With all of the new developments in banking these days, it’s easy to lose touch with what really matters: the customer experience. To enhance their customers’ journeys and earn their loyalty, research shows that bank staff need to develop effective communication channels, listen and then learn what matters most to customers. What’s important to them may not be precisely what bank employees expect.
The London Inter-bank Offered Rate, LIBOR, has for 50 years served as one of the most widely used benchmark interest-rate indexes. But its reputation has been tarnished by concerns that it has been manipulated by banks, and the United Kingdom’s FCA has pulled the plug on LIBOR submissions after 2021. Its successors—risk-free rates—are lining up to take over, but the transition is definitely not guaranteed to be smooth.
After the announcement in January from the Malta Financial Services Authority, stating the significant pending changes to Maltese pension regulations, both companies and advisers alike felt the net tighten around their daily practices.
In mid-June, Cambria Africa announced that its Zimbabwe-based subsidiary—the payment-services provider Payserv—had suspended its service to its bank customers in Zimbabwe. According to Cambria, the suspension was due to a “collective refusal to pay historical and contracted pricing to Payserv Africa in US dollars
Traditional banking hasn’t worked well in some areas of the world, including sub-Saharan Africa, where a large percentage of the population has been financially underserviced. New, innovative fintechs have been only too happy and qualified to fill the void. By expanding access, fintechs are promoting economic and social growth in the region, especially in high-tech hubs South Africa and Kenya, which are setting an example for others to follow.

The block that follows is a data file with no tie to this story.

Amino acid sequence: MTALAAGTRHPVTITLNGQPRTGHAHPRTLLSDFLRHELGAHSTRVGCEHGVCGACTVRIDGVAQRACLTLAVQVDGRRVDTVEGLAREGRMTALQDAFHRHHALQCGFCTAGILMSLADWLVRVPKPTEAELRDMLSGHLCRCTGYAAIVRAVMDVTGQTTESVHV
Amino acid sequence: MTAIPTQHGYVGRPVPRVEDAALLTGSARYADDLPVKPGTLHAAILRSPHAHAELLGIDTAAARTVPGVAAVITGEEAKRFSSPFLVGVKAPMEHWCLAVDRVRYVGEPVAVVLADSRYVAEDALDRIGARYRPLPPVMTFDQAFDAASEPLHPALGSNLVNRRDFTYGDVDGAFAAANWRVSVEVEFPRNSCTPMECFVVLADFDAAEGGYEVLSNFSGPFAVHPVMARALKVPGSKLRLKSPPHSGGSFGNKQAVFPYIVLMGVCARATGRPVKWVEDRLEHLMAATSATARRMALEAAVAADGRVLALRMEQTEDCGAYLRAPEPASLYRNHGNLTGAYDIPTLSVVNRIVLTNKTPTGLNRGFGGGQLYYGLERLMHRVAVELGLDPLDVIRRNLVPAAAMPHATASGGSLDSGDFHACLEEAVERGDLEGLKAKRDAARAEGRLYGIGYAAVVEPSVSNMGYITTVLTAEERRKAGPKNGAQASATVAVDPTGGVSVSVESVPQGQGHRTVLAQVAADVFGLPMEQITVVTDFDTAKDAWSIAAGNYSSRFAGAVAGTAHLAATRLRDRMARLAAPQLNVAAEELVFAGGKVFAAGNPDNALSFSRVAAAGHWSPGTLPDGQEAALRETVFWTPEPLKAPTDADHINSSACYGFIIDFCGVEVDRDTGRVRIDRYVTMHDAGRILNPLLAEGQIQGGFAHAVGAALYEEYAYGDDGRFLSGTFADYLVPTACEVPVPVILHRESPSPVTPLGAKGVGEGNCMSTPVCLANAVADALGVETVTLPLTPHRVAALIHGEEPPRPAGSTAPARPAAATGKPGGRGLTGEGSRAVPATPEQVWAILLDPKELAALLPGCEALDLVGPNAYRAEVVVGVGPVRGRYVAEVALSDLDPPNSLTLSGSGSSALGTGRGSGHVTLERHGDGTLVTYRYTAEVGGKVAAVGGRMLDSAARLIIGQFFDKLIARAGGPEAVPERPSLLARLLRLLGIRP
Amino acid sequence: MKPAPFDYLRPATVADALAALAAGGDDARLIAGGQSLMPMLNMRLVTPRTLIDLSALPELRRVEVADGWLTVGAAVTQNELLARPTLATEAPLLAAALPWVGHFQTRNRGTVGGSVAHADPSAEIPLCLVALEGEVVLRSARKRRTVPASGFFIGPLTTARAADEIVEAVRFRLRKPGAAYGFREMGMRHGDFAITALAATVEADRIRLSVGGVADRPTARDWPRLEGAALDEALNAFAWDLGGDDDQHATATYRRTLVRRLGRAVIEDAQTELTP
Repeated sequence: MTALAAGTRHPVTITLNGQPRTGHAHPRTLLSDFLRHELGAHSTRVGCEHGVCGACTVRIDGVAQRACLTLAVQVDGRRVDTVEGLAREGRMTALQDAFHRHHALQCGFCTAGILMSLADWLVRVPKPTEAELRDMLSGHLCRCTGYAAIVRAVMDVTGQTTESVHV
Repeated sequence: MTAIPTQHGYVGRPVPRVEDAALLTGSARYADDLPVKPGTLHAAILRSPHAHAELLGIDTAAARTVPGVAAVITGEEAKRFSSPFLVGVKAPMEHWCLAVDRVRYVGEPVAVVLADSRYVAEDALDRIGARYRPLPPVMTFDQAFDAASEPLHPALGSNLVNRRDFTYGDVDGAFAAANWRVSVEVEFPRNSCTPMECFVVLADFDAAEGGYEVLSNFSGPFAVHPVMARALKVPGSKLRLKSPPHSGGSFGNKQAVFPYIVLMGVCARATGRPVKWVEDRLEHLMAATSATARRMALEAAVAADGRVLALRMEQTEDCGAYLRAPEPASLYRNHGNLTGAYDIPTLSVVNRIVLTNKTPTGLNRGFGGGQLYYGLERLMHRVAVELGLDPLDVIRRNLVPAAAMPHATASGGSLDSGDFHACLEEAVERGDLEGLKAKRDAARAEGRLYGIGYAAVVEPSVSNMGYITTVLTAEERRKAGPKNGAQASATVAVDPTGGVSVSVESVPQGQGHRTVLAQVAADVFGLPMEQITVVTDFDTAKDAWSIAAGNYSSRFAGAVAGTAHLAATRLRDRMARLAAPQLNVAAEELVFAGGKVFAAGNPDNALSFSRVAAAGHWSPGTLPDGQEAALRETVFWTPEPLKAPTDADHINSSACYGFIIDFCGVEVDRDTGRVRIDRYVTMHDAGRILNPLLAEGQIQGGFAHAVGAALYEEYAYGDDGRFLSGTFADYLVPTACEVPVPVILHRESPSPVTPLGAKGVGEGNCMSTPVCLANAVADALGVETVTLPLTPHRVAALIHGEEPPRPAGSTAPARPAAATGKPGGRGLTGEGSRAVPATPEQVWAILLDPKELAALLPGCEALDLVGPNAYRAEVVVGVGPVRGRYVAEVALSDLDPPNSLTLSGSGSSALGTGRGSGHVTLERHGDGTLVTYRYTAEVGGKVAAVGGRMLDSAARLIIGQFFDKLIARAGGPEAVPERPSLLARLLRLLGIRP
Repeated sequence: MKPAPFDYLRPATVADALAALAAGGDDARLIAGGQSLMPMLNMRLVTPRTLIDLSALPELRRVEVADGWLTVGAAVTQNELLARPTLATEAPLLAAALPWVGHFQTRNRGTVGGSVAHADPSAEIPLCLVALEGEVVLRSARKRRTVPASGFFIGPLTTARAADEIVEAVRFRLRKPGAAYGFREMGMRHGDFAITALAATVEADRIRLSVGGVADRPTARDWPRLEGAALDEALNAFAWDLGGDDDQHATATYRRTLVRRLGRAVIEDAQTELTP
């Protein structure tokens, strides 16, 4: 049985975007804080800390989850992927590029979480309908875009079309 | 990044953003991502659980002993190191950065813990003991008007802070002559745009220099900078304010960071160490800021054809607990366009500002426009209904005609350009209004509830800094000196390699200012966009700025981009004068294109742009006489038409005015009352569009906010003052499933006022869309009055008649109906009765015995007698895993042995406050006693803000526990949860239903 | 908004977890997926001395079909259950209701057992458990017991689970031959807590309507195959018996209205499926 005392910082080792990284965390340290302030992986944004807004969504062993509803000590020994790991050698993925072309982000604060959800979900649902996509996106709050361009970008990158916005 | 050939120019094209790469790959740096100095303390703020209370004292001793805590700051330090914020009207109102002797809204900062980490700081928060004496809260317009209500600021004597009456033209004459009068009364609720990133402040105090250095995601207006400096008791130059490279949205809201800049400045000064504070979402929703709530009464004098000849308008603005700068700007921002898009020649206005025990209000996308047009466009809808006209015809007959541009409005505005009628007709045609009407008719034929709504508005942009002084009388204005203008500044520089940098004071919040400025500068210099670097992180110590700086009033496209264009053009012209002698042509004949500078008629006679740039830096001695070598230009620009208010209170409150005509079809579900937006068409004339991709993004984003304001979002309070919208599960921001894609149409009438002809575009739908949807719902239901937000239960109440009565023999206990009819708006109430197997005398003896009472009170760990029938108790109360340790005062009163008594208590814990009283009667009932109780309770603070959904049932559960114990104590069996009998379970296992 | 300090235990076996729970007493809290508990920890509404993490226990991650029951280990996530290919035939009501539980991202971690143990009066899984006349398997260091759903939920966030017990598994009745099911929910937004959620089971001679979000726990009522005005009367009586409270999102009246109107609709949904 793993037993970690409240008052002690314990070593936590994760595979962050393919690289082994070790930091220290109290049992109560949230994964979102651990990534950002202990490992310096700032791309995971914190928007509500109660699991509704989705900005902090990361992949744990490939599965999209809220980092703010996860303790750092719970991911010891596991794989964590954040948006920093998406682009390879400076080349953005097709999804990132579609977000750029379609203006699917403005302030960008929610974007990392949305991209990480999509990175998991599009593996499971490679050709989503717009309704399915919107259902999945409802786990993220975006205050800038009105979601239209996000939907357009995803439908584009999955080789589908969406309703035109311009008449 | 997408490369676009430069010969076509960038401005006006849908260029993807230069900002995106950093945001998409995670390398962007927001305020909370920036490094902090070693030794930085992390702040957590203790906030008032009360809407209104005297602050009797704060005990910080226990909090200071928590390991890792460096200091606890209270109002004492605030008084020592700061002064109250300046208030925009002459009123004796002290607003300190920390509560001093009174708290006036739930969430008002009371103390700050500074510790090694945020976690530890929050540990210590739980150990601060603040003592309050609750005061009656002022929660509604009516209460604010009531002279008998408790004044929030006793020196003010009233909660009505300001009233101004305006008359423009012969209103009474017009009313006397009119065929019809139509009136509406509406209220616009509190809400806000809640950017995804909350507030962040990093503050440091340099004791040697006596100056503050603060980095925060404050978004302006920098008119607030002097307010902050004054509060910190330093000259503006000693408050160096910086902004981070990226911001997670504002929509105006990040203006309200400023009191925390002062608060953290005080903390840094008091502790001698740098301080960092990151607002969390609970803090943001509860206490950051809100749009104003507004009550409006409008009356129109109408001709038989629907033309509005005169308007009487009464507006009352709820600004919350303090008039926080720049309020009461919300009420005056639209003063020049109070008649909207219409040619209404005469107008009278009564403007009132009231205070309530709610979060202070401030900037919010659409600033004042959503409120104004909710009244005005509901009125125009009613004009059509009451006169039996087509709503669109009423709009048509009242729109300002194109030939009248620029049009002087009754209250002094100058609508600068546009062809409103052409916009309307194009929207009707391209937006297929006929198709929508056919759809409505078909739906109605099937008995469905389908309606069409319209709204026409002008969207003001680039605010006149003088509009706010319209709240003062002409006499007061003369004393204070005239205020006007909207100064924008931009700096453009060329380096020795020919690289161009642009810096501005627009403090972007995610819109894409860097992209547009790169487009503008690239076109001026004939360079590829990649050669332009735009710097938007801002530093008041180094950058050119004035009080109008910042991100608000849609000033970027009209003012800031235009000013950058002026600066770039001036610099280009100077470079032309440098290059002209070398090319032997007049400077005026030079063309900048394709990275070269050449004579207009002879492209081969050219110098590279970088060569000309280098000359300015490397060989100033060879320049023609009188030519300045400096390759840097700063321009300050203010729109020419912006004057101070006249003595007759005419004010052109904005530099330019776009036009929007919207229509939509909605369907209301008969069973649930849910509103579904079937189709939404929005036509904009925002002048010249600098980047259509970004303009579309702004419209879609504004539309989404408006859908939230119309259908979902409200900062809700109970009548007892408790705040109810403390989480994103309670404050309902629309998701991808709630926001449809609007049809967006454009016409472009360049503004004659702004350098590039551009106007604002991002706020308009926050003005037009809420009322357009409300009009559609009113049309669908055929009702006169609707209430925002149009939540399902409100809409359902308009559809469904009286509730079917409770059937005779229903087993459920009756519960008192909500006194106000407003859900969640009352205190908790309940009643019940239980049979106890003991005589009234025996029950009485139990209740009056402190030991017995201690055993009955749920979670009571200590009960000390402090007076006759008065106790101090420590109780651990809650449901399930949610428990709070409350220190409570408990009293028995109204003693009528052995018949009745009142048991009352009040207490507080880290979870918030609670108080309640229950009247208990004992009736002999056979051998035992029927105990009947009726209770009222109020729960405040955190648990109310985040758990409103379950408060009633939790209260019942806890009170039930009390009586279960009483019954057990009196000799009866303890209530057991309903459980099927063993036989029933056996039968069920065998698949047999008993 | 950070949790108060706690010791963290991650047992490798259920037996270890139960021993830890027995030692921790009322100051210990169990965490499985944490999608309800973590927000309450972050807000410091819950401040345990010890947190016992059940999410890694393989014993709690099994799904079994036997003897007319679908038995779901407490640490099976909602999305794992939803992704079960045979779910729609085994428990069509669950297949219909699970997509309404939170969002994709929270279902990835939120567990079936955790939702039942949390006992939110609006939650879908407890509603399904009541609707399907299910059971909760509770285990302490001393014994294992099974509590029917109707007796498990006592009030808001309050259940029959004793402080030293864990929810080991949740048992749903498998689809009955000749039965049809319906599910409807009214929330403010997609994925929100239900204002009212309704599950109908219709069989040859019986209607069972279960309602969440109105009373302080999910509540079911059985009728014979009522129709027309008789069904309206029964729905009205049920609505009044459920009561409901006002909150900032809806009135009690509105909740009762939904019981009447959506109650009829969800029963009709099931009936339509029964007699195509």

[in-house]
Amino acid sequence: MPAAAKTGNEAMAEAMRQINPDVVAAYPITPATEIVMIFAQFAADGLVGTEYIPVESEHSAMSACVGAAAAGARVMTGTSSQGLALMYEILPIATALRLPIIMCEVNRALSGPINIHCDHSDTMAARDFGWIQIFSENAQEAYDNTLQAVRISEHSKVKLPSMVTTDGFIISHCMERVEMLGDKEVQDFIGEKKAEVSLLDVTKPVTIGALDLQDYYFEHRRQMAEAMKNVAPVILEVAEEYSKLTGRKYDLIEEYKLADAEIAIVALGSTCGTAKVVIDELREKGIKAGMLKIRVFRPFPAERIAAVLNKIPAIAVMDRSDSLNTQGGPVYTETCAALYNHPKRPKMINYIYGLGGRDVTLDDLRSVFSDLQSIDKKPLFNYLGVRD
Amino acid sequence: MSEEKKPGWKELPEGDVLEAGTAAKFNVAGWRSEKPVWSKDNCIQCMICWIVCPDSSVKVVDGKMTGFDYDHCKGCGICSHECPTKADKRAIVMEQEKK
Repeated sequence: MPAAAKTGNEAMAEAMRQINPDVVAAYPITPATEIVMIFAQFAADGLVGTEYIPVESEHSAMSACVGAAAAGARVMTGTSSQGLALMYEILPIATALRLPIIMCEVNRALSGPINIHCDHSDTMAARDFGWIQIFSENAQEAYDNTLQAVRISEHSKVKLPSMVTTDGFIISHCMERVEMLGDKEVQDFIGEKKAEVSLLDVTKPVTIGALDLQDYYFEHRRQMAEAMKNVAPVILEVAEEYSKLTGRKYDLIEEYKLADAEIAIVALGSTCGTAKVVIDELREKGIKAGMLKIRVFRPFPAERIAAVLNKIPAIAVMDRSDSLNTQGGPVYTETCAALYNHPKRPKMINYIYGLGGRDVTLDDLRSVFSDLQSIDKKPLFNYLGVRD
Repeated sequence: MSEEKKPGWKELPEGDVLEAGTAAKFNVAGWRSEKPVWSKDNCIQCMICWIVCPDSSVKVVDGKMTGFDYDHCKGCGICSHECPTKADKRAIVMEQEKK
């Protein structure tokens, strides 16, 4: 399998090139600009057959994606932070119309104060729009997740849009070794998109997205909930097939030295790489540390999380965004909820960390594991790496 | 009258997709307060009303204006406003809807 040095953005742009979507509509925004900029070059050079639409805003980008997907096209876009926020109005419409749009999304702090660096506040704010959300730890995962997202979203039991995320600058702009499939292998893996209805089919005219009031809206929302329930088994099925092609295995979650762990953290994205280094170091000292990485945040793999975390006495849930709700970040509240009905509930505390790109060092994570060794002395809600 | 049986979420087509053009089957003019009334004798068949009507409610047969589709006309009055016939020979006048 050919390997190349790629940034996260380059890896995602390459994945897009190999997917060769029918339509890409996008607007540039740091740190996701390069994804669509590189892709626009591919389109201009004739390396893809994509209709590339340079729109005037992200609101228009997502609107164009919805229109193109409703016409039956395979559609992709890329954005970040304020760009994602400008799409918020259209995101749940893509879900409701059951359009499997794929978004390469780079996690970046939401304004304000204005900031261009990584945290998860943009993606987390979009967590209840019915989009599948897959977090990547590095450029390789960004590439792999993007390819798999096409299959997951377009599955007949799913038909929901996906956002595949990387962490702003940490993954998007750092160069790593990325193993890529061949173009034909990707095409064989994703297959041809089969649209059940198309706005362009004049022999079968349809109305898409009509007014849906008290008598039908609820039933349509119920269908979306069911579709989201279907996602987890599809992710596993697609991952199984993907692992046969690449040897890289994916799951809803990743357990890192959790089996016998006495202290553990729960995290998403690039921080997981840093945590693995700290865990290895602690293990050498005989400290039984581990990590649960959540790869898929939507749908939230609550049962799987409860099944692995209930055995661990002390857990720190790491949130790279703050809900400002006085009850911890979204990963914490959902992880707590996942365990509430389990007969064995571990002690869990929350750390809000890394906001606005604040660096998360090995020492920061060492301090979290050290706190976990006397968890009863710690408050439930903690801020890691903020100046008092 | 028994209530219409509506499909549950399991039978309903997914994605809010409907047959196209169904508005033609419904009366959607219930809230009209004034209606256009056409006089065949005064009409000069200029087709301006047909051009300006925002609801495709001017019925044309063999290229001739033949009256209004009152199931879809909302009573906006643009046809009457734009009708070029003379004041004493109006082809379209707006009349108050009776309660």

Data lineage is becoming more important for financial services organisations today. Increasingly, it is becoming hard-wired in regulations and in data quality frameworks like the European Central Bank’s (ECB) Targeted Review of Internal Models (TRIM) – and ultimately this is all related to the need for ‘explainability’.
Banks once were the movers and shakers of the financial world, but in the aftermath of the global financial crisis, mired in new regulations, many have lagged behind rising fintechs in technological innovation. What fintechs have discovered is artificial intelligence’s considerable contribution to meeting customer needs and maximizing operational efficiencies. Now that the regulatory climate has eased, banks are catching up and employing carefully implemented AI to help them achieve their customer-centric goals.
Few commodities have experienced more pronounced volatility over the last few years than cobalt. This versatile, ferromagnetic metal has been increasingly sought after in recent times, thanks in no small part to its use in lithium-ion batteries